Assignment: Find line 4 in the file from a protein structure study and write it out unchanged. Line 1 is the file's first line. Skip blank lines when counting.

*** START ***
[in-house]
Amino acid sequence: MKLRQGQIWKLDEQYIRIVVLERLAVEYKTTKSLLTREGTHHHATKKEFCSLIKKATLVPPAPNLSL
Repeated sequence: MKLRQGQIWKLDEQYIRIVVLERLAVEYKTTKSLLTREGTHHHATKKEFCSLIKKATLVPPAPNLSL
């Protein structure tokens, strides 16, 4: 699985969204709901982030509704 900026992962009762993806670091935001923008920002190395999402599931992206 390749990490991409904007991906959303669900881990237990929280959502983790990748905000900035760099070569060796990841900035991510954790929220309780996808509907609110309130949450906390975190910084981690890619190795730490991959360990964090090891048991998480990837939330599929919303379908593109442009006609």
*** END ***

């Protein structure tokens, strides 16, 4: 699985969204709901982030509704 900026992962009762993806670091935001923008920002190395999402599931992206 390749990490991409904007991906959303669900881990237990929280959502983790990748905000900035760099070569060796990841900035991510954790929220309780996808509907609110309130949450906390975190910084981690890619190795730490991959360990964090090891048991998480990837939330599929919303379908593109442009006609």